The Australia Institute has released a “factbook” about The Dimensions of Insecure Work. It is little more than a snapshot of some of the labour situations in Australia centring on the fact that
“Less than half of employed Australians now hold a “standard” job: that is, a permanent full-time paid job with leave entitlements”
This changed demographic is significant whenever the Government or its departments and agencies take about job and employment figures. The reliance on full time employment as the core metric should be reviewed and revised but this is likely to change our view of the world through official reports .
Peta Miller has worked at Safe Work Australia (SWA) for around 17 years. She leaves there at the end of June. One of her last public appearances for SWA was the National Health and Safety Conference in Melbourne in May 2018 at which she provided an outline of the new work-related psychological injuries guidance that has been signed-off by SWA but not yet released to the public.
This guide is said to be a large one but not one that requires a re-education on safety and psychological terms. There is discussion about applying the risk management Hierarchy of Controls to psychosocial hazard identification, the prevention of psychological harm through the design of good work and the identification of psychological hazards without the need to diagnose a medical condition.
Converge and Reventure launched their latest research report into workplace wellbeing on 23 November 2017. The report, not yet available online, is based round a survey of just over 1000 Australians comprising over 80% full-time or part-time employees, The report has been produced as a guide for businesses and may be of some interest to health and safety people but is of limited application.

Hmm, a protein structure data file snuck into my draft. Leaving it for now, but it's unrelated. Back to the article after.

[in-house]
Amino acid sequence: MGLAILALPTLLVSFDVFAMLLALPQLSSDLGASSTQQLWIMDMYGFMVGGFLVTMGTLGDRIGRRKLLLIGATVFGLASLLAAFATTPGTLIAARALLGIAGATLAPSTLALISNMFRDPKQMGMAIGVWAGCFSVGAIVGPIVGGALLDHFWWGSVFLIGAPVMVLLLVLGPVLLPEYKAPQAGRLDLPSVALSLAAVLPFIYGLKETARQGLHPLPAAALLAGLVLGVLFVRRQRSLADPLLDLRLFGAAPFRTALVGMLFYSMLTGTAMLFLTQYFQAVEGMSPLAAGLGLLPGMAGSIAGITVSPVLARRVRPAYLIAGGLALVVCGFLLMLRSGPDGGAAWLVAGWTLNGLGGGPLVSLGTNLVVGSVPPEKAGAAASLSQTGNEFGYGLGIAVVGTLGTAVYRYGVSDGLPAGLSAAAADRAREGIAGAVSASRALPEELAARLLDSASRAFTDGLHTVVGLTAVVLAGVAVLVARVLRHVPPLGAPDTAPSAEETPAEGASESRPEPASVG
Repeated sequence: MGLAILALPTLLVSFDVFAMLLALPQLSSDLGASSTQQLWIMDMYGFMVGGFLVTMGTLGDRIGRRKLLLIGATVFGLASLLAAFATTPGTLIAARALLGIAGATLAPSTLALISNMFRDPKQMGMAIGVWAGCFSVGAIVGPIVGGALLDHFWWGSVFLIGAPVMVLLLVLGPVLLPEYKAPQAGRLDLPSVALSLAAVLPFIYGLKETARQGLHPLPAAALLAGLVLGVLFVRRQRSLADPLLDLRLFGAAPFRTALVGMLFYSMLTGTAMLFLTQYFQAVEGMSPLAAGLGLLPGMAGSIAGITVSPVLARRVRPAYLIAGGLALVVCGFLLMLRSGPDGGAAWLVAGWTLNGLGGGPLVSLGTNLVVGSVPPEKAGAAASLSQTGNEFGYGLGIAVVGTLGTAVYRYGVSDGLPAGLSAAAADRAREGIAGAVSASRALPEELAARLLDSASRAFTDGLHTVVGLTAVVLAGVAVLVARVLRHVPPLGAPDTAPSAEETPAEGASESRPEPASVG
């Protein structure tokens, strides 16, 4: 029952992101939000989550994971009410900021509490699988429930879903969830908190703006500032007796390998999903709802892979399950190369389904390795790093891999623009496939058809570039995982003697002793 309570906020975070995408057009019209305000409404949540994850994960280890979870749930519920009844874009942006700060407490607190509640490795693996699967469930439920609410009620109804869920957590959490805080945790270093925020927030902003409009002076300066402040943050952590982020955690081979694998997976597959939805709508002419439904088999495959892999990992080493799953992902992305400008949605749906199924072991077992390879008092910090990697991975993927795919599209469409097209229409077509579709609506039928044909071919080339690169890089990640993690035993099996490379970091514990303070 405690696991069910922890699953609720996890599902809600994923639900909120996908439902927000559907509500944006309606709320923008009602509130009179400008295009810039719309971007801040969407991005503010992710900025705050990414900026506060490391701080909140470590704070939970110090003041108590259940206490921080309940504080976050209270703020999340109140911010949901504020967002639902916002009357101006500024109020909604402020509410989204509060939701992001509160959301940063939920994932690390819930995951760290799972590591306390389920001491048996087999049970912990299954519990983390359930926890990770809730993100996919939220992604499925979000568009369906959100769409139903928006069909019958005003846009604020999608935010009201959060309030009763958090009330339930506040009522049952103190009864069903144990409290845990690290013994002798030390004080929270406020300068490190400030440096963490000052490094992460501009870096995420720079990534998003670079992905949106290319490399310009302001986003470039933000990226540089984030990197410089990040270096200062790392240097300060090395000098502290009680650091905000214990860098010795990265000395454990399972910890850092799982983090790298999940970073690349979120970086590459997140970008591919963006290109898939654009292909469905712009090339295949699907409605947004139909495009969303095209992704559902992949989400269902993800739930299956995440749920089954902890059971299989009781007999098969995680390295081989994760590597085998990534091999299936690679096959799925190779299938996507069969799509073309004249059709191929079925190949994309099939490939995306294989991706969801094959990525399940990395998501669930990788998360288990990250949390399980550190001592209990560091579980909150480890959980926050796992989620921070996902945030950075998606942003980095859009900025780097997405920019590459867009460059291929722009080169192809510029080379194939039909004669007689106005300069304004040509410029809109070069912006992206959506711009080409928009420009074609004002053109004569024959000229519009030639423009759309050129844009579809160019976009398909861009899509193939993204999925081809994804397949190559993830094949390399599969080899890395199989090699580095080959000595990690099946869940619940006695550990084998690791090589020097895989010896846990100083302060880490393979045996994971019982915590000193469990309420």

Most research reports include a clear statement of the aim of the research or a definition of the concept being investigated.
On 1 June 2015 Australia’s Radio National broadcast a discussion about the
Professor Michael Quinlan has been writing about occupational health and safety (OHS) and industrial relations for several decades. His writing has matured over that time as indicated by his most recent book, Ten Pathways to Death and Disaster. In 1980, one of his articles looked at OHS through the prisms of Capitalism and Marxism. It is remarkable how much an article that was written early in Quinlan’s career and at a time when OHS was considered another country remains relevant today. This perspective contrasts strongly with the current dominant thinking on OHS and as a result sounds fresh and may offer some solutions.
In Quinlan’s 1980 article, “The Profits of Death: Workers’ Health and Capitalism”*, he writes that
“contrary to popular belief there is no objective irrefutable definition of illness”.
This could equally be applied to safety. But searching for THE definition of things can lead to everlasting colloquia of academic experts without helping those who need to work within and apply safety concepts.